I had not the coin for a Walkman in the late '70s or early '80s, but my upstairs neighbor Dan had a really nice one -- plus he had tons of LPs. He was buying every punk rock and new wave record issued, taping them, and turning me onto tapes which I'd then play on my ragtag stereo. Around 1980-81, there was a spontaneous scene of young bands issuing singles of super fast hardcore punk, most of which subscribed to a certain formula of thrash. Bands like Minor Threat, Negative Approach, Necros, Battalion of Saints, Adolescents, Sin 34, The Meatmen, Urban Waste, Void, Crucifucks, Youth Brigade, The Mob, Gang Green, etc., etc. They were great! I was fanatical and bought them all as soon as they came out. This, of course, cost money -- but not too much. Each single was only two or three dollars. I was still just a dishwasher at a Soho restaurant -- not exactly raking in the dough -- but I needed these sides!

I also felt I needed to hear these records in a more time-fluid way, and it hit me that I could make a killer mix tape of all the best songs from these records -- and since they were all so short and they all had the same kind of sound and energy, the mix tapes would be a monolithic hardcore rush. I made what I thought was the most killer hardcore tape ever. I wrote 'H' on one side, and 'C' on the other. That night, while we were in bed, and after Kim had fallen asleep, I put the cassette on our stereo cassette player, dragged one of the little speakers over to the bed, and listened to the tape at ultra-low thrash volume. I was in a state of humming bliss. This music had every cell and fiber in my body on heavy sizzle mode. It was sweet.

Before one Sonic Youth tour in the mid-'80s, we decided to get a cassette player for the van. One idea was to install a dashboard unit, but it was rather pricey. At the time, there was a street trend in NYC of hip-hop heads blasting rap mix tapes through massive boomboxes, or "ghetto blasters." Knowing this, I immediately appointed myself the bandmember who would "take care of the tape player" for the van that summer. So I went into this Delancy Street store, and, using the band’s limited funds, bought the biggest boombox on display: a Conion, that took 16 size D batteries. The Conion -- we nicknamed it "the Conan" -- was almost like an extra body, about the size of a small kid. My solution was to place it between the two front seats and have it stand on end, where it would face the back. This actually kind of worked and placated everyone. As we drove through the Holland Tunnel and began to distance ourselves from the city, I jammed in the first of the compiled rap tapes I'd made, and the boombox sounded superb. Cheap, but superb. And funky. The music could only sound this good coming through this kind of system. Within 20 seconds of playback, dissent came drifting forward, "Can you turn it down please?" "What other tapes did you bring?," "I got some Johnny Cash…"

By the time we hit the West Coast, the Conan was covered in the rock 'n' roll stickers, from Meat Puppets to Killdozer. We would have it onstage with us when we played, and I would mic it through the PA for between-song tape action. Kids would give us cassettes all across America -- some of them hopeful demos, and some of them mix tapes, and we'd jam them all. By tour's end, there must have been hundreds of tapes strewn about the van, with plastic cases stomped and cracked.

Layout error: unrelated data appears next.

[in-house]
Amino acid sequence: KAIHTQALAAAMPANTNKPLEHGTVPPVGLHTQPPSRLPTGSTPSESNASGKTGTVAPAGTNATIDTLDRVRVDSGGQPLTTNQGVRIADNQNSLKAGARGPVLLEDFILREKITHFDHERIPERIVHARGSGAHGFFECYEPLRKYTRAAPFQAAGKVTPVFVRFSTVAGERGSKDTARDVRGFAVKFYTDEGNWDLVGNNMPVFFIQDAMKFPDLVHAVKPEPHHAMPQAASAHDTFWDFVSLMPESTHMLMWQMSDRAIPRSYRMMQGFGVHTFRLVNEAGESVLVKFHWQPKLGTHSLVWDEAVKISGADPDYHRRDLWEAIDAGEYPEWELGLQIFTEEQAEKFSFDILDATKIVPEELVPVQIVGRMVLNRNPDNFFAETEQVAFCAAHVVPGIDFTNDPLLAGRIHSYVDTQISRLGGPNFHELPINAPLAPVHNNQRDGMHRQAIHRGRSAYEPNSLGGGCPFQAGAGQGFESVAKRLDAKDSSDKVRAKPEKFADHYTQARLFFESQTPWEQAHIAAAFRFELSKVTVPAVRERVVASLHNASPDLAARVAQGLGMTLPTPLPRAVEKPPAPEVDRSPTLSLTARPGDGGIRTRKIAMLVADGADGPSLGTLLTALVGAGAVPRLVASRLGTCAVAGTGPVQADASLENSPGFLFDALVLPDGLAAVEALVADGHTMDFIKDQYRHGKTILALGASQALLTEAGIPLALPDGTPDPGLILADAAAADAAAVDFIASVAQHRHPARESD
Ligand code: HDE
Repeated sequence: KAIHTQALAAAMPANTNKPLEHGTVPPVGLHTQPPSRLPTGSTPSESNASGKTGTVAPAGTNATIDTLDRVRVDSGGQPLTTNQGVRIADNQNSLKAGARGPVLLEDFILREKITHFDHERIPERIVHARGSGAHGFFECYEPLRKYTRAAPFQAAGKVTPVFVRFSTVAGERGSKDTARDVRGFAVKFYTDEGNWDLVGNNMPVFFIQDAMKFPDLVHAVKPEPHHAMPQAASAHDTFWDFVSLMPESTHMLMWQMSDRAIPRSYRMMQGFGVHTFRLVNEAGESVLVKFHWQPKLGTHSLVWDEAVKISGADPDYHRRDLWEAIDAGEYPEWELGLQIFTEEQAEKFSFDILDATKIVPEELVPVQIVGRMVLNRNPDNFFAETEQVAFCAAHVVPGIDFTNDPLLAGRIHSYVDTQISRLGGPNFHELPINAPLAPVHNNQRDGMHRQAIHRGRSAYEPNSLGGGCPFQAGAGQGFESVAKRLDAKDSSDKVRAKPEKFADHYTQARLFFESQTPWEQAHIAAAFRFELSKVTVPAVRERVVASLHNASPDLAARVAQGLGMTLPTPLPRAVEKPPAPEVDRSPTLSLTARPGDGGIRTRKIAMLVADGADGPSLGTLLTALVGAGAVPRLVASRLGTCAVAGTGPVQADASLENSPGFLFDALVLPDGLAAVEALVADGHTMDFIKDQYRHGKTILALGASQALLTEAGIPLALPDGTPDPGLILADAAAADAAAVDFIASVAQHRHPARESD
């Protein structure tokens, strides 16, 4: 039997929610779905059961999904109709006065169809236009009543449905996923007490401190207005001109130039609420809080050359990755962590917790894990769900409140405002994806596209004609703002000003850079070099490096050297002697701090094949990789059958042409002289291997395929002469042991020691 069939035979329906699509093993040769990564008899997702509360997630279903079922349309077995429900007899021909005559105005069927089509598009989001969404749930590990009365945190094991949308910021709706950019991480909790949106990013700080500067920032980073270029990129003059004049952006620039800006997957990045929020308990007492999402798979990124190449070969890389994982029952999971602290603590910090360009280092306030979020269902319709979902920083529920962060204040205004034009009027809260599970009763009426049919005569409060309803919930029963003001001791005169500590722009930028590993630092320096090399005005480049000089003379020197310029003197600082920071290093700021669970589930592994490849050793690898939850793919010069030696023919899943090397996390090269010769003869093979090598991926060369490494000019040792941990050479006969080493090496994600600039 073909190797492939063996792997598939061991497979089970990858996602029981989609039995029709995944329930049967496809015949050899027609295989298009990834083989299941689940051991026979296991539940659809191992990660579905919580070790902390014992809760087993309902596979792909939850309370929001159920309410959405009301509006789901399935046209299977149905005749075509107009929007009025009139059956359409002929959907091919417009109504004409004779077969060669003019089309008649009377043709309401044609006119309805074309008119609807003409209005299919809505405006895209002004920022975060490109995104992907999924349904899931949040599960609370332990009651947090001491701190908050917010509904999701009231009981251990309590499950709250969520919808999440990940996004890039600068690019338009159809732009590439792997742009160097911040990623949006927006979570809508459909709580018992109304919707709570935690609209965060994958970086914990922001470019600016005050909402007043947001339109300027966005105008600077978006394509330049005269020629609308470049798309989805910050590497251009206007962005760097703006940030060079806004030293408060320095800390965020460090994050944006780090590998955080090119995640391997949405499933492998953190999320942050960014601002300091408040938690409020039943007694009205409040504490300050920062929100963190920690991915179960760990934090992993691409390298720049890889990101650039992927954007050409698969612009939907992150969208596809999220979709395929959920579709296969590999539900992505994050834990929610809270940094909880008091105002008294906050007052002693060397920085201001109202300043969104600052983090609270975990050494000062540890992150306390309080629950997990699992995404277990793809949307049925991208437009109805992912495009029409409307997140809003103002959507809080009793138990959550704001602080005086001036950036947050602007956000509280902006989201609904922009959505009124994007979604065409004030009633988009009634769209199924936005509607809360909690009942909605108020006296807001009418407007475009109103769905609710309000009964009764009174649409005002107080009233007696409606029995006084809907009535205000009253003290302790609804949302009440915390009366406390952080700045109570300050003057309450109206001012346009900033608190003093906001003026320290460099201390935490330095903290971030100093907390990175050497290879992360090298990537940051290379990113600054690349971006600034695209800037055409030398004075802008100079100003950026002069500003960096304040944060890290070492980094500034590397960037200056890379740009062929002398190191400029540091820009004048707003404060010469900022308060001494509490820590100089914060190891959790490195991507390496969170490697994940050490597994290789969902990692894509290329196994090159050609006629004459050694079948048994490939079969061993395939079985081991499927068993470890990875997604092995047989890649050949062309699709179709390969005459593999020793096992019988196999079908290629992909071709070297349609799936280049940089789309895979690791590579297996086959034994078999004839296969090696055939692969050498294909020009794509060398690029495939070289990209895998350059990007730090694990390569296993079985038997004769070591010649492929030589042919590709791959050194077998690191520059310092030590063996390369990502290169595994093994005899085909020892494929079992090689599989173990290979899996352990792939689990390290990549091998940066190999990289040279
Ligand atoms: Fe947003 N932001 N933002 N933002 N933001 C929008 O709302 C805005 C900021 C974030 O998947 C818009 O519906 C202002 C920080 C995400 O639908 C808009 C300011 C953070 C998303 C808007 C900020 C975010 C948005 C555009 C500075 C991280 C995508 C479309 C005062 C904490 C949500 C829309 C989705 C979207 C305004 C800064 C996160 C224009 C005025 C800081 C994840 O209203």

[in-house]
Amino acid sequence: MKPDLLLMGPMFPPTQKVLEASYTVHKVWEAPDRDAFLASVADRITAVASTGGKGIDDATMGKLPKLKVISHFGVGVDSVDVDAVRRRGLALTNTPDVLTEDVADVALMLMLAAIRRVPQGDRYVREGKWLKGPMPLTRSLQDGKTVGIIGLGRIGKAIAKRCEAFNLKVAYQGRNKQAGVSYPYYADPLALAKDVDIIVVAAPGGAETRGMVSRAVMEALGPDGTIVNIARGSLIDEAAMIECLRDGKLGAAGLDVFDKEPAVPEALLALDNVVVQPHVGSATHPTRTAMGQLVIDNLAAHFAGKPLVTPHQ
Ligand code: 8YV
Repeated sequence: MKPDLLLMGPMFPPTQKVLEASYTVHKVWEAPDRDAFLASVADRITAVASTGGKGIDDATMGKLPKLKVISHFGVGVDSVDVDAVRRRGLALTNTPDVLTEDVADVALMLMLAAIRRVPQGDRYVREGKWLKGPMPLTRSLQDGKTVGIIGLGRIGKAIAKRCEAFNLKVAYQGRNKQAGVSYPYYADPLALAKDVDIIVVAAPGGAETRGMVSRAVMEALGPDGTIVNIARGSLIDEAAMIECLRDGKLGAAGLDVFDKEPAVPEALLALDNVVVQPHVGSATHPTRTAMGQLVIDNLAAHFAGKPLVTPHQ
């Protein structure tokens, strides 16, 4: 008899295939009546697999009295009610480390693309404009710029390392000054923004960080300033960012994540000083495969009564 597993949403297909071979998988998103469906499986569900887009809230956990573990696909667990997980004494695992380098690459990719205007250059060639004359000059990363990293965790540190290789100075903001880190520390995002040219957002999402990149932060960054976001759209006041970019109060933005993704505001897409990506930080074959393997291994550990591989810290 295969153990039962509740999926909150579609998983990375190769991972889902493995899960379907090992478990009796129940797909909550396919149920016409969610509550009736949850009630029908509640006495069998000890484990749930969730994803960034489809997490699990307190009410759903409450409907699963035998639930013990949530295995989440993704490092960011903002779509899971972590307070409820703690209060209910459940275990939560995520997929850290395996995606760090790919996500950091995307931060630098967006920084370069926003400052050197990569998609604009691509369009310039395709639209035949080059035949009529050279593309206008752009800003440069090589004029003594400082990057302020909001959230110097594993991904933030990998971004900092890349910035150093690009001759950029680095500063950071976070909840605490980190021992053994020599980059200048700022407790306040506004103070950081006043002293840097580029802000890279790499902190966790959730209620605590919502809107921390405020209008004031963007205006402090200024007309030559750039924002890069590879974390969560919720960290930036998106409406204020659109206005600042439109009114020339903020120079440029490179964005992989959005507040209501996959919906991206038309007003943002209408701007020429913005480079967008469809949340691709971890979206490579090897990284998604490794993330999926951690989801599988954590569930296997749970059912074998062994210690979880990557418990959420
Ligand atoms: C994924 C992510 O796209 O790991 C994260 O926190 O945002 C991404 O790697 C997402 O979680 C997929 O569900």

CD technology has displaced the cassette in the mainstream, and mix CDs have become the new cultural love letter/trading-post.

This book can only represent one zillionth of the people out there who have made the coolest tapes for themselves or others. In that respect, it simply exists as a nod to the true love and ego involved in sharing music with friends and lovers. Trying to control sharing through music is like trying to control an affair of the heart -- nothing will stop it."

-- Thurston Moore

Monday, June 20, 2005

When I'm King of the Scene: No More Slam Dunk Covers!

When I am King of the Scene, the Slam Dunk cover will be OUTLAWED! If your band is going to put a sleeper-hold on the audience with a set of crappy, generic hardcore, then no way in hell should you be allowed to end the night with a Chain of Strength cover that will make the kids go apeshit. This is wrong for MANY reasons -- the first of which being if the only thing to inspire an audience during your set is someone else's material, then you have no business being on the stage in the first place.

Secondly, the photos that result from the ensuing cover song pile-up on the stage are a big fat lie. They paint a very misleading picture of how good your band actually is. The casual record shopper who has never heard of your band, but bases his decision on how "good" your band looks according to the live pictures on your disk, gets totally screwed. Based on the snap shots, the buyer is not aware that the audience was in full yawn before you whipped out "Start Today" by Gorilla Biscuits. When I see bands do this, it smacks of a ploy for cheap applause and it comes off as completely disingenuous.

I'll give bonus points to a band that covers some obscure band and either makes the song better, or generates some interest in that band that wasn't there before (like Knife Fight covering "Black Sheep" by the Nihilistics on their demo), but if all you have in your arsenal is somebody else's best material, then maybe you should just become a local bar cover band. Drunk people are great for cheap applause.

I have spoken,
Ronny Little

Sunday, June 19, 2005

Review by Dave K.

Cro-Mags "Live In The The Age of Quarell" 1986-2001 DVD

I must tell you...the first time I saw the Cro-Mags was
when they were doing those reunion shows back in the
mid-90's. I had every opportunity to check them out
when they were good in the mid 80's but was scared
shitless. I just had started going to shows in the
city and didn't know anybody at the time. There were
countless stories about how people just got there
asses kicked for even looking at somebody the wrong
way at those shows. When I was a little more
established, it was too late. John was out, Harley was